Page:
Zanzibar opposition urges calm amid political crisis


Zanzibar's opposition chief called for calm on Monday, having previously threatened to lead protests if results of annulled elections were not released on the semi-autonomous Tanzanian islands.

Troops patrolled the streets of the capital of the Indian Ocean archipelago, after homemade bombs exploded in Zanzibar town over the weekend, an AFP reporter said.

Zanzibar's electoral commission ruled last week that the October 25 vote on the islands - where the 500 000 registered voters also cast ballots for Tanzania's national president - must be carried out again, citing "violations of electoral law".

The annulment came after a key candidate, Seif Sharif Hamad of the opposition Civic United Front (CUF), declared himself the winner before the results were officially announced.

Hamad threatened to call for protests if the situation was not resolved by Monday, saying he would not concede victory to his main rival, incumbent president Ali Mohamed Shien of the long-running Chama Cha Mapinduzi (CCM).

But on Monday Hamad urged supporters to allow a political deal to be struck.

Amicable and peaceful resolution

"I ask CUF fans and Zanzibaris to remain calm and observe peace - diplomatic efforts have been going on well," Hamad said. "Let us be patient, as the international community is also helping to have Zanzibar's political crisis resolved."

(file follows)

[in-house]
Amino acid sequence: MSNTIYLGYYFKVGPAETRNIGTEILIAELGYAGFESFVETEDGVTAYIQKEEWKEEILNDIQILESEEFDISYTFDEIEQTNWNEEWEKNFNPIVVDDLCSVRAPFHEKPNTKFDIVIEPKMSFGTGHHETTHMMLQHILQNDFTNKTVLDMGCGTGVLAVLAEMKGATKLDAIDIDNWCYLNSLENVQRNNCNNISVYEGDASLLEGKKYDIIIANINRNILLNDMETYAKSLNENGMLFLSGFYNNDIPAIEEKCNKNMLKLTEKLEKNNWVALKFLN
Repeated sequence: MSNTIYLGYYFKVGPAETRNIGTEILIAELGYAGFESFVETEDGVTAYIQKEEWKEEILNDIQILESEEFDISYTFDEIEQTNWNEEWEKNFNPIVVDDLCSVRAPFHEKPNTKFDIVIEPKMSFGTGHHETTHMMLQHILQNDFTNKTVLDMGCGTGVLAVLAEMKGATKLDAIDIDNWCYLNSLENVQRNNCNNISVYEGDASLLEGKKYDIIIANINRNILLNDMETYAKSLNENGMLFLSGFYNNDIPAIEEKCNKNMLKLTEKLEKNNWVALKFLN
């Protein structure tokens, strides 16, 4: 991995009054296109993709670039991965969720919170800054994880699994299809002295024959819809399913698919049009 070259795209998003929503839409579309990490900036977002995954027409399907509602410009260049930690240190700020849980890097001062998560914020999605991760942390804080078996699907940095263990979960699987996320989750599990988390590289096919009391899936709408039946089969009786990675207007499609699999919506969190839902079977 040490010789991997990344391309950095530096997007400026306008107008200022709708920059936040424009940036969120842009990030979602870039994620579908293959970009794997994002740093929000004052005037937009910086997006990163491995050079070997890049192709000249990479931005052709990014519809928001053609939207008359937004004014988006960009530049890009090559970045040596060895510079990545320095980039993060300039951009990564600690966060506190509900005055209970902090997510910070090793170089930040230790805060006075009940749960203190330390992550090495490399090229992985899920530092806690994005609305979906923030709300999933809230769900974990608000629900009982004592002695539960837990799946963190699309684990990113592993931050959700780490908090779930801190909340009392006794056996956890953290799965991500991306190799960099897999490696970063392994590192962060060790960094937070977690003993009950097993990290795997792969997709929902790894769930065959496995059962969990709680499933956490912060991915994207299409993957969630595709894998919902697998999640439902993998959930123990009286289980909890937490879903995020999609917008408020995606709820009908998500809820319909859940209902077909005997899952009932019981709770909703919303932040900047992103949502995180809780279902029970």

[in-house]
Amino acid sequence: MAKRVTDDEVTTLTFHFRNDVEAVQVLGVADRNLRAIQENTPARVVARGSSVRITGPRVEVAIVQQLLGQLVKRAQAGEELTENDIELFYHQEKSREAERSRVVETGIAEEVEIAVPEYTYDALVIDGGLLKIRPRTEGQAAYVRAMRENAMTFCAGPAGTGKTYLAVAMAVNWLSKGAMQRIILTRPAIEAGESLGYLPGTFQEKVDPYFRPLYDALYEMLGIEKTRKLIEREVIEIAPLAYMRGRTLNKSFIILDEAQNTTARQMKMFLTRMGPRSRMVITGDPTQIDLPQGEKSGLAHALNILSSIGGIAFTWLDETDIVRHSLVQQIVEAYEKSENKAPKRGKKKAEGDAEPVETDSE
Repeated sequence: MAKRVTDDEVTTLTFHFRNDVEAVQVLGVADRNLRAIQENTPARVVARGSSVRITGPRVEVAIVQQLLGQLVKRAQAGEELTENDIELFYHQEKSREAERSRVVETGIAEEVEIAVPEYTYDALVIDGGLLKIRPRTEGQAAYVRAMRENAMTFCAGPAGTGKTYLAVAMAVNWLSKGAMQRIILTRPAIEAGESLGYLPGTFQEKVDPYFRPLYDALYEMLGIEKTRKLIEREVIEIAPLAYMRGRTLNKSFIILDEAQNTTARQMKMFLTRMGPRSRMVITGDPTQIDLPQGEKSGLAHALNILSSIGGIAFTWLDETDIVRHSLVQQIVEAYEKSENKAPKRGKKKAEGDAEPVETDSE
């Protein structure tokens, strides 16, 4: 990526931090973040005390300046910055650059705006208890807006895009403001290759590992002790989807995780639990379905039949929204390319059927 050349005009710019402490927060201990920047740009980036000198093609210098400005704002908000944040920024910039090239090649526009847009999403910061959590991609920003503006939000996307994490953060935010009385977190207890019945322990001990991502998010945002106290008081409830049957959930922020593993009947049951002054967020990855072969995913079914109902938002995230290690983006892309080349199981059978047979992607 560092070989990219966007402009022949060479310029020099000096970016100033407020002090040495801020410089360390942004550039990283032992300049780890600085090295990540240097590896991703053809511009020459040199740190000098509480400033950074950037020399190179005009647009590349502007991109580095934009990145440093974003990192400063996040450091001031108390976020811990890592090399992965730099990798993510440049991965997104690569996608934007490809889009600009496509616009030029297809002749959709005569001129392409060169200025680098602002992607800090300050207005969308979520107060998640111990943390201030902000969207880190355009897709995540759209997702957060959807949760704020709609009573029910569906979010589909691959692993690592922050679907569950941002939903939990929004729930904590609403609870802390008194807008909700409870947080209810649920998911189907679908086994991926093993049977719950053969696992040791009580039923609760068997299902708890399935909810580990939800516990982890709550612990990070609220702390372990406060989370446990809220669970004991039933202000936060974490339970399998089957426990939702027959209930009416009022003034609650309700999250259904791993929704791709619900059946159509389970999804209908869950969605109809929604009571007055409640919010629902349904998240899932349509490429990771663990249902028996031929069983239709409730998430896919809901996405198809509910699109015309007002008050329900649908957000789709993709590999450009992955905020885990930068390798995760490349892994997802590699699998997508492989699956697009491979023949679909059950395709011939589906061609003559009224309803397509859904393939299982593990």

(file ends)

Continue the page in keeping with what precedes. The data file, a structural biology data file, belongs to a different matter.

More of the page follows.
Outgoing Tanzanian President Jakaya Kikwete said in a statement on Sunday he had been "working tirelessly and consulting widely over the last few days to find an amicable and peaceful resolution to the situation in Zanzibar."

African and other international observers in Tanzania have said they are deeply concerned at Zanzibar's annulment, urging leaders to "cast aside their differences" to ensure peace.

Zanzibar has experienced sectarian and political tensions in recent years, including several grenade explosions.

A government statement said that Shein would remain in charge until fresh elections.

"Some people including politicians are misleading Zanzibaris by saying the islands would have no legitimate president after November 2 2015," the statement read. "The president is here to stay until next elections."

The twin blasts on Saturday caused no casualties but the explosions sparked concern on the islands, whose economy is dependent on foreign tourists.

Late on Friday, explosives experts also detonated a homemade device in the heart of the historic Stone Town district, a Unesco-listed area.



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